Press Releases

DATE2021.11.11 #Press Releases

Simultaneous genome editing and fluorescent visualization of four organelles

Disclaimer: machine translated by DeepL which may contain errors.

~Establishment of a new method, "schizon cutter," which opens the door to organelle biology

Naoto Tanaka (2nd year, Master's course, Department of Biological Sciences)

Yuko Mogi (Project Researcher, Department of Biological Sciences)

Tetsuya Higashiyama, Professor, Department of Biological Sciences

Yamato Yoshida, Associate Professor, Department of Biological Sciences

Key points of the presentation

  • In the primitive eukaryote unicellular red alga Cizon (Note 1), we have established a new molecular biology tool, the CZON-cutter, which simultaneously realizes fluorescent visualization of four organelles and genome editing (Note 2).
  • The CZON-cutter enables rapid analysis of what genes regulate organelles, which are important units that make up cells.
  • The schizon cutter has opened the way to a new research field, "organelle biology," which aims to elucidate the true molecular basis of organelle regulation in eukaryotes.

Summary of presentation

Eukaryotic cells contain multiple types of organelles, called organelles, which are surrounded by biological membranes. Each organelle contains specific types of proteins and substrates, which enable various biochemical reactions such as oxidative phosphorylation in mitochondria and photosynthesis in chloroplasts. The existence of such organelles has enabled eukaryotes to realize extremely advanced cellular functions compared to bacteria, which have only a single intracellular compartment, and has led to the emergence of species with various higher-order structures, including humans and plants.

In order for numerous types of organelles to function properly, a large number of genes must work properly. However, many of the molecular mechanisms are still unclear. One of the reasons for the lack of progress in research is that inhibiting the function of genes involved in organelle function often results in the death of the cell itself, making it difficult to analyze the function. Furthermore, with the exception of chloroplasts, which can be seen in visible light, many organelles cannot be seen as they are. Therefore, it has been impossible to detect the presence of organelle abnormalities unless tissue staining is performed to visualize only specific organelles.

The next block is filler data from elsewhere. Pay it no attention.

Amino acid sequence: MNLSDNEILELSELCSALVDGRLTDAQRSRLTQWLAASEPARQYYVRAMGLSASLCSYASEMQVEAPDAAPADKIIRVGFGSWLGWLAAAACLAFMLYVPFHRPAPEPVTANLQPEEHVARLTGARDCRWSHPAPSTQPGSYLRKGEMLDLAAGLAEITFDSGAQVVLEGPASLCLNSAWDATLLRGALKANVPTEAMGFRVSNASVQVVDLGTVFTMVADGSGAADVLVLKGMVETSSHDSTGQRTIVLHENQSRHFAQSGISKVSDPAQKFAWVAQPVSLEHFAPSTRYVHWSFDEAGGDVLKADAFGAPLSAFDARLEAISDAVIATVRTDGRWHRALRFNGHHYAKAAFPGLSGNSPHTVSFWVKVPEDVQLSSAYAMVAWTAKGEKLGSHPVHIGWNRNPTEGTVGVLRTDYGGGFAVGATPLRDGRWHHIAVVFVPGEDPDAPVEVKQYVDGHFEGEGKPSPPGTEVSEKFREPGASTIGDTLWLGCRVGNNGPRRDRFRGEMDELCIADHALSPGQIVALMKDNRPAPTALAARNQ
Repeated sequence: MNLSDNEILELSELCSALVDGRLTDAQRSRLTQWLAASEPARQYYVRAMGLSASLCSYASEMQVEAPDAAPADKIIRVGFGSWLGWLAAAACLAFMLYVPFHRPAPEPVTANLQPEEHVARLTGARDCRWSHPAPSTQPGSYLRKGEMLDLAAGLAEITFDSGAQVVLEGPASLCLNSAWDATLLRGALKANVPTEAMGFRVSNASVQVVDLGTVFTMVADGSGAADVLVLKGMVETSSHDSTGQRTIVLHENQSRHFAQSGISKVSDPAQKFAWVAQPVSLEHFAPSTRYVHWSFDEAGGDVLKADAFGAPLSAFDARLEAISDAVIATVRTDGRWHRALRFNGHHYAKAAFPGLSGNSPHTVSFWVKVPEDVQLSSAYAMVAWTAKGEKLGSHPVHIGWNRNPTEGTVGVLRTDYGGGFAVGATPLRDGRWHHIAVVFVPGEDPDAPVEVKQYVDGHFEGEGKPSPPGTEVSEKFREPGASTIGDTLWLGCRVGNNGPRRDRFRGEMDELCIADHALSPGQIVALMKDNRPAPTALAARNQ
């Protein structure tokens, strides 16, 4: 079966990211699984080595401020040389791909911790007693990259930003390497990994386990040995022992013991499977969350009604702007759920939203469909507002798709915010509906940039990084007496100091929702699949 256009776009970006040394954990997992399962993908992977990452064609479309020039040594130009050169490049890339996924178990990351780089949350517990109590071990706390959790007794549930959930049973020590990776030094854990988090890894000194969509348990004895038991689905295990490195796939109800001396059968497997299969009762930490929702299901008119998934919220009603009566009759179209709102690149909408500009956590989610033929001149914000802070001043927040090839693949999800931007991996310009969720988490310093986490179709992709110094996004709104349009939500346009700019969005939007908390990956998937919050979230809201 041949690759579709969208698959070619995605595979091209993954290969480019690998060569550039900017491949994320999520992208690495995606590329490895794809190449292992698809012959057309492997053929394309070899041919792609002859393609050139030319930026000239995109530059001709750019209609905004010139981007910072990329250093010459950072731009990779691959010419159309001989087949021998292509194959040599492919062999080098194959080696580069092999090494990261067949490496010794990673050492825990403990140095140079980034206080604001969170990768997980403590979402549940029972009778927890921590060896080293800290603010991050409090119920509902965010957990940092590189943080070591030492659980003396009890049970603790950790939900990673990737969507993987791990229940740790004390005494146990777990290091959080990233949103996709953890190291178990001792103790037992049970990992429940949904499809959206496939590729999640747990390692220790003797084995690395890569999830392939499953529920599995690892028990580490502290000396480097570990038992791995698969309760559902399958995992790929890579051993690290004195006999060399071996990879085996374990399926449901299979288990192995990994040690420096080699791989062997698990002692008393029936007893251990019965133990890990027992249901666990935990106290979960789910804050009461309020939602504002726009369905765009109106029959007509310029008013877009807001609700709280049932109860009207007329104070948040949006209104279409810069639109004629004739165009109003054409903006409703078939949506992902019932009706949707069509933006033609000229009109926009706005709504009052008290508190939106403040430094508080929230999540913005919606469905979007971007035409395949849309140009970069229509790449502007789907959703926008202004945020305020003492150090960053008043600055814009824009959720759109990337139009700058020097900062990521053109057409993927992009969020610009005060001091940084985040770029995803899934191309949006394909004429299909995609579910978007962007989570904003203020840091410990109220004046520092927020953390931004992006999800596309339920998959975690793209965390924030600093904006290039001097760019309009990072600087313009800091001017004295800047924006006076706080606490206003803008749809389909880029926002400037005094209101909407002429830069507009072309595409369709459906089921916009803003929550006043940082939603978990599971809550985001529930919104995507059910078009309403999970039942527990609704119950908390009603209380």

To solve the above problem, a research group led by graduate student Naoto Tanaka and Associate Professor Yamato Yoshida at the Graduate School of Science, The University of Tokyo, has developed a new method to analyze organelle function using schizons, which are extremely simple eukaryotes with only one organelle (cell nucleus, mitochondria, chloroplast, and peroxisome) in each cell. We aimed to develop a new molecular biology tool that would enable rapid analysis of organelle function. As a result, we succeeded in establishing the "schizon cutter," a new method to visualize four types of organelles with fluorescent proteins of different colors, and at the same time, to freely modify the sequence of target genes.

With this technology, we were able to establish the basis for elucidating the true molecular mechanism that regulates the organelle, which has yet to be clarified. In the future, it is expected that the schizon cutter will be used to elucidate the principle of organelle formation and to advance our understanding of how eukaryotic organisms are born.

Contents of presentation

One of the major differences between eukaryotic and bacterial cell structures is the presence of multiple types of organelles surrounded by biological membranes. However, the molecular mechanisms that control the division, proliferation, and various functions of these organelles in eukaryotes have not yet been fully elucidated, leaving this as an important research issue.

In this study, a research group led by graduate student Naoto Tanaka and Associate Professor Yamato Yoshida at the Graduate School of Science, The University of Tokyo, attempted to develop a new molecular biological tool to analyze the molecular mechanisms by which eukaryotic organisms regulate organelles. In this study, they used the unicellular red alga Schizon, which retains many primitive features. The schizon has an extremely simple cell structure, with only one cell nucleus, one mitochondrion, one chloroplast, and one membrane organelle such as a peroxisome per cell. The genome DNA has been decoded, and it is clear that only 4775 genes are encoded, the smallest number among eukaryotes, making it the simplest eukaryote in terms of genome structure. In addition, recent estimates of the evolutionary rate based on molecular clock analysis, which utilizes the rate of introduction of mutations into gene sequences, suggest that the schizon lineage was born about 1.6 billion years ago in the middle of the Proterozoic Era, making it a "living fossil" that still retains the characteristics of primitive eukaryotes. Because schizon is such an extremely important organism for studying the basic principles of eukaryotes, the research group has attempted to develop a new method that will strongly encourage further research progress.

The research group constructed the schizon YMT1 strain, which incorporates Cas9, a fusion of the fluorescent protein Venus and nuclear localization signals, into the genomic DNA of schizons (Figure 1).

Figure 1: (Left) Schizon YMT1 incorporating NLS-Cas9-NLS-Venus (Cas9-Venus)
Cas9-Venus (yellow-green) fused with nuclear transfer signal (NLS) localizes to the cell nucleus, chloroplasts are detected by chlorophyll autofluorescence (red). Scale bar is 2 μm.